Colin Timothy Gagnon (sacredspud) wrote,
Colin Timothy Gagnon

31 Days of Halloween: Rawhead Rex

I believe there's a very low-level conspiracy to raise awareness of the movie Rawhead Rex. It's not a malicious conspiracy and it's not exciting to talk about, but I listen to quite a few movie podcasts, and nearly all of them have at least one vocal and persistent listener who wants the hosts to check it out.

This vocal listener is always from the United Kingdom--often from Ireland, which is no surprise since the movie was substantially filmed there, and takes place there. What other horror movies has Ireland got? Wikipedia has the answers, but they're mostly films I haven't seen. Grabbers is glorious, but it's also much newer. Perhaps the cult following of Rawhead Rex is damage control for the Leprechaun series.

Based on a short story by Clive Barker, with whose works I have an acknowledge/ignore relationship. I don't actually dislike Mr. Barker's works, but I'm not crazy about them either, for the most part. In my experience, Barker's books translate well to film; he's good at describing the kind of horror images that work so well onscreen. Hellraiser is based on Barker's novella The Hellbound Heart, and at least the first couple of entries of the Hellraiser series are (if not great films) full of indelible images. The rest of Barker's stuff I can take or leave; I've read an anthology or two and seen a few of his movies, and his style of horror isn't mine. People tell me I should see (and read) Midnight Meat Train, but I am repelled by its sensationalist title; I know what it's about, but I keep imagining it as a combination of Saw and Speed 2 set on a bus.

But. Back to Rawhead Rex. The movie opens on a farmer attempting to remove move a large, stone monolith from a field. Clearly, the monolith has been there for some time, and why the farmer is only just removing it now, or why his ancestors didn't move it first is not addressed. At any rate, lightning strikes the monolith, electrocuting him, and then it topples onto him just for good measure. This is not our main character. Neither is the monster who pops out of the ground, though, as you can probably guess, this monster is our titular Rawhead. We'll talk about him later.

Our main character is an American author, Howard Hallenbeck (David Dukes), who has come to the UK with his family to research pagan worship practices. Hallenbeck is particularly interested in the local church which predates Christian worship in the area. After admiring a stained glass depiction of the defeat of a slavering monster, Hallenbeck speaks with the unfriendly verger, Declan O'Brien, and to the Reverend Coot. They make an appointment later for Hallenbeck to examine the parish records. On his return, Hallenbeck is told by the crestfallen Coot that the records have been stolen.

Meanwhile, the aforementioned Rawhead is stretching his legs and cracking his joints (after all, he's been asleep for a long time), and murdering people. He goes on a bloody rampage through the countryside and eventually kills Hallenbeck's son, at which point Things Get Real. Hallenbeck first invokes the impotent local police, then returns to the church where he studies the stained glass window. Having witnessed the murder, he is certain that it depicts the same creature, and he leaves in search of the holy relic that defeated Rawhead in the picture. After he leaves, Rawhead descends on the church, and baptizes O'Brien with his urine. Rev. Coot discovers that O'Brien has hidden the parish records, which chronicle the long, bloody rule of tyranny by the monster, who apparently has the ability to control people via telepathy.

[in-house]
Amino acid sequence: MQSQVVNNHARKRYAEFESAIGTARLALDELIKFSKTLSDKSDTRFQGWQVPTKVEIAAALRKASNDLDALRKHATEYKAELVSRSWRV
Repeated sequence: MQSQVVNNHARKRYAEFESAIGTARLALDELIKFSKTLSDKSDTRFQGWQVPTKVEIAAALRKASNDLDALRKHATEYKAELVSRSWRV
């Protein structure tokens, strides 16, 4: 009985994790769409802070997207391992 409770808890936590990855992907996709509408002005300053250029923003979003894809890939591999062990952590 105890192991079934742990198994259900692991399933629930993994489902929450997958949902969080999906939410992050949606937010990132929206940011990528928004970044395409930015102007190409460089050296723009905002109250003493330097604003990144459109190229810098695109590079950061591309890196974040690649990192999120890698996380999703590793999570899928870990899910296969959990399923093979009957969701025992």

Look, it's not as stupid as it sounds, but it's not as good as the filmmakers wanted it to be, either. I'll avoid details about the ending, not because there's a big surprise, but because it plods along the same path monster movies always take: our hero figures out how to defeat the beast, there's a Big Supernatural Showdown at the end, and a final sting before the credits. There are a few surprises, but nothing to set this apart from any of the other monster movies of the '80s.

I did not dislike Rawhead Rex, but I imagine it works much better on paper. I haven't read the short story, but I'm imagining that there's some ambiguity, up to a point, as to whether the monster even exists. That's the right way to tell this kind of story. Revealing the monster in the first ten minutes usually is not, and in the case of Rawhead Rex that's the misstep that turns people against the film. Rawhead himself looks like an assemblage of cheap, rubber prosthetics on top of a gorilla suit. If I asked you to build me a monster costume by tomorrow with the money you had on you, the end result would probably be a lot like Rawhead. The fact that he was put together by professionals does not speak well of the film. Barker himself described the monster as a "9-foot phallus with teeth" (thanks, Wikipedia!).

On the other hand, I paused to check the Wikipedia entry after writing that paragraph, and I see that Barker is credited with the screenplay, so he gets the blame for showing us the monster too early. In other respects, this is a pretty average movie horror movie, by the standards of 1986. It's not that bad, it's just not very good. Director George Pavlou has three feature directing credits to his name, and Underworld is another Barker collaboration. I'm not compelled to seek it out.

I feel bad telling you to skip Rawhead Rex, but there's just nothing special to recommend it. Clocking in at just 86 minutes it's not a big investment of time, but you've seen other, better rubber suit monsters, and (unless you like watching clergy get peed on) there's really nothing to recommend it. It's free on YouTube (until someone pulls it down, at least), but you'd be better off watching Grabbers.

Here's the trailer.
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